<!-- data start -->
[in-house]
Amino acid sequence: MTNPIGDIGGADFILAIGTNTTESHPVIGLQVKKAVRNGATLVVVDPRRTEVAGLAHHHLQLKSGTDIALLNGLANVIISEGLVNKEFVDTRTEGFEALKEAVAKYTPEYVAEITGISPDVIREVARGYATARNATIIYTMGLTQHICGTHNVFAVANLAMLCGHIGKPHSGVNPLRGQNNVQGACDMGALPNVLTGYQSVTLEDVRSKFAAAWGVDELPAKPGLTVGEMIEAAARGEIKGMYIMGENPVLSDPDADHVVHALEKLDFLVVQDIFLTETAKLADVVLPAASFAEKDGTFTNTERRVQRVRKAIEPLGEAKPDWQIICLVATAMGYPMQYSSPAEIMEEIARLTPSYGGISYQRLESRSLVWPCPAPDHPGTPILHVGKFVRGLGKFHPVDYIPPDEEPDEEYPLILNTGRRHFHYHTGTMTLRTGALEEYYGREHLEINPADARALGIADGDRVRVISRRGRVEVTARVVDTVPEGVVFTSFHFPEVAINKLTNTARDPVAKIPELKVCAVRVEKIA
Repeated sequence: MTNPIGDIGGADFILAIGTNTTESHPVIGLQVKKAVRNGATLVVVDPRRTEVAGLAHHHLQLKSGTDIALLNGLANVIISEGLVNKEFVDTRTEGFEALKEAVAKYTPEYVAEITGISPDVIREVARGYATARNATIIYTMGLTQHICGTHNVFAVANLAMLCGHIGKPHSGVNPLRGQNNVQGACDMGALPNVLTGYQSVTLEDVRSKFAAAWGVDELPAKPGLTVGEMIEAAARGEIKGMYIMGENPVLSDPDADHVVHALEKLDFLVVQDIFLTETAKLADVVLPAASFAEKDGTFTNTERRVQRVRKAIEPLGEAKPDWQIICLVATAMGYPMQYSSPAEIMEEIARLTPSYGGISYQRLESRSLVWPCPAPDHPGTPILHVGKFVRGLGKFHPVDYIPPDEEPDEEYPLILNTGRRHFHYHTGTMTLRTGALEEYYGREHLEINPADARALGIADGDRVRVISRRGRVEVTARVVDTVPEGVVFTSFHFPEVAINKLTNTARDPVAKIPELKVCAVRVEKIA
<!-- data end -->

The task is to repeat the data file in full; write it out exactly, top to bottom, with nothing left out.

[in-house]
Amino acid sequence: MTNPIGDIGGADFILAIGTNTTESHPVIGLQVKKAVRNGATLVVVDPRRTEVAGLAHHHLQLKSGTDIALLNGLANVIISEGLVNKEFVDTRTEGFEALKEAVAKYTPEYVAEITGISPDVIREVARGYATARNATIIYTMGLTQHICGTHNVFAVANLAMLCGHIGKPHSGVNPLRGQNNVQGACDMGALPNVLTGYQSVTLEDVRSKFAAAWGVDELPAKPGLTVGEMIEAAARGEIKGMYIMGENPVLSDPDADHVVHALEKLDFLVVQDIFLTETAKLADVVLPAASFAEKDGTFTNTERRVQRVRKAIEPLGEAKPDWQIICLVATAMGYPMQYSSPAEIMEEIARLTPSYGGISYQRLESRSLVWPCPAPDHPGTPILHVGKFVRGLGKFHPVDYIPPDEEPDEEYPLILNTGRRHFHYHTGTMTLRTGALEEYYGREHLEINPADARALGIADGDRVRVISRRGRVEVTARVVDTVPEGVVFTSFHFPEVAINKLTNTARDPVAKIPELKVCAVRVEKIA
Repeated sequence: MTNPIGDIGGADFILAIGTNTTESHPVIGLQVKKAVRNGATLVVVDPRRTEVAGLAHHHLQLKSGTDIALLNGLANVIISEGLVNKEFVDTRTEGFEALKEAVAKYTPEYVAEITGISPDVIREVARGYATARNATIIYTMGLTQHICGTHNVFAVANLAMLCGHIGKPHSGVNPLRGQNNVQGACDMGALPNVLTGYQSVTLEDVRSKFAAAWGVDELPAKPGLTVGEMIEAAARGEIKGMYIMGENPVLSDPDADHVVHALEKLDFLVVQDIFLTETAKLADVVLPAASFAEKDGTFTNTERRVQRVRKAIEPLGEAKPDWQIICLVATAMGYPMQYSSPAEIMEEIARLTPSYGGISYQRLESRSLVWPCPAPDHPGTPILHVGKFVRGLGKFHPVDYIPPDEEPDEEYPLILNTGRRHFHYHTGTMTLRTGALEEYYGREHLEINPADARALGIADGDRVRVISRRGRVEVTARVVDTVPEGVVFTSFHFPEVAINKLTNTARDPVAKIPELKVCAVRVEKIA